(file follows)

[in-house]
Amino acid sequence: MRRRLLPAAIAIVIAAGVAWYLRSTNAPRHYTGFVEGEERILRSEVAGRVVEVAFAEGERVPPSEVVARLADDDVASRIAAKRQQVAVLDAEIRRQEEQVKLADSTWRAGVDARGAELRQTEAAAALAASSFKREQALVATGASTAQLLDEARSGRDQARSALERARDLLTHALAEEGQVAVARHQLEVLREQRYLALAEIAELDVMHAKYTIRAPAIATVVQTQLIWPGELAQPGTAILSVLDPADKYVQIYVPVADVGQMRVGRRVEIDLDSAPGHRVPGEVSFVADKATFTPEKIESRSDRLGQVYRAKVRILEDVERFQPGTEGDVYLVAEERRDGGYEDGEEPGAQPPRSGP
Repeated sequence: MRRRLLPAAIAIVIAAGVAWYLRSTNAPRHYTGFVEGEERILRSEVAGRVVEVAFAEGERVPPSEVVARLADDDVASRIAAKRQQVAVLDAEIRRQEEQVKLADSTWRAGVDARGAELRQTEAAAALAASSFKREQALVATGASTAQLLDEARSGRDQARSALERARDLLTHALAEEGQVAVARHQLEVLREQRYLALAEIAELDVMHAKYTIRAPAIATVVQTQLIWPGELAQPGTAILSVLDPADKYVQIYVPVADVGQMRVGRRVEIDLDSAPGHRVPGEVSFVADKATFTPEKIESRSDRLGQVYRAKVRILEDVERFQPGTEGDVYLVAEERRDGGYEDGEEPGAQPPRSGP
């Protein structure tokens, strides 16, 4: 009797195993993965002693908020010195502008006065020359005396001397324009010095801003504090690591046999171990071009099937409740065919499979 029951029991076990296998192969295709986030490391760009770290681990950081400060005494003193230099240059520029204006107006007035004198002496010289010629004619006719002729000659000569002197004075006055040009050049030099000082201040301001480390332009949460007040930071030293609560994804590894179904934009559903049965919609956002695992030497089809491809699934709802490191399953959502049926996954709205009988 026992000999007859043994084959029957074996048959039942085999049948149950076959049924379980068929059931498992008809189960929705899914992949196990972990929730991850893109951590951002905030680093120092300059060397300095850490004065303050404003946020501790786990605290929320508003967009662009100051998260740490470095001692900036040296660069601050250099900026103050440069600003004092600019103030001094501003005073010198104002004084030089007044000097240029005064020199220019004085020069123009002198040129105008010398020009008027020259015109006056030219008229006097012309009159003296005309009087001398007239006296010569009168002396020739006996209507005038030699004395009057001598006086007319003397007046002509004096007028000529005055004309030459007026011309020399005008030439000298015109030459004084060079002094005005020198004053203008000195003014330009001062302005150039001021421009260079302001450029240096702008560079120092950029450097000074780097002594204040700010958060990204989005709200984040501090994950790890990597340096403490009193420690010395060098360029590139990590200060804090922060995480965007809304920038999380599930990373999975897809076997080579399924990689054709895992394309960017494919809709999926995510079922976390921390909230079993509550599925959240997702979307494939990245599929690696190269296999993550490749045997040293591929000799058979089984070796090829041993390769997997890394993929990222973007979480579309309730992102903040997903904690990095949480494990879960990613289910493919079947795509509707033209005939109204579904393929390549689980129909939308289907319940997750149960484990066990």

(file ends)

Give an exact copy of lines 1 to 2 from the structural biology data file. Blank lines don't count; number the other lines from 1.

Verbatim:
[in-house]
Amino acid sequence: MRRRLLPAAIAIVIAAGVAWYLRSTNAPRHYTGFVEGEERILRSEVAGRVVEVAFAEGERVPPSEVVARLADDDVASRIAAKRQQVAVLDAEIRRQEEQVKLADSTWRAGVDARGAELRQTEAAAALAASSFKREQALVATGASTAQLLDEARSGRDQARSALERARDLLTHALAEEGQVAVARHQLEVLREQRYLALAEIAELDVMHAKYTIRAPAIATVVQTQLIWPGELAQPGTAILSVLDPADKYVQIYVPVADVGQMRVGRRVEIDLDSAPGHRVPGEVSFVADKATFTPEKIESRSDRLGQVYRAKVRILEDVERFQPGTEGDVYLVAEERRDGGYEDGEEPGAQPPRSGP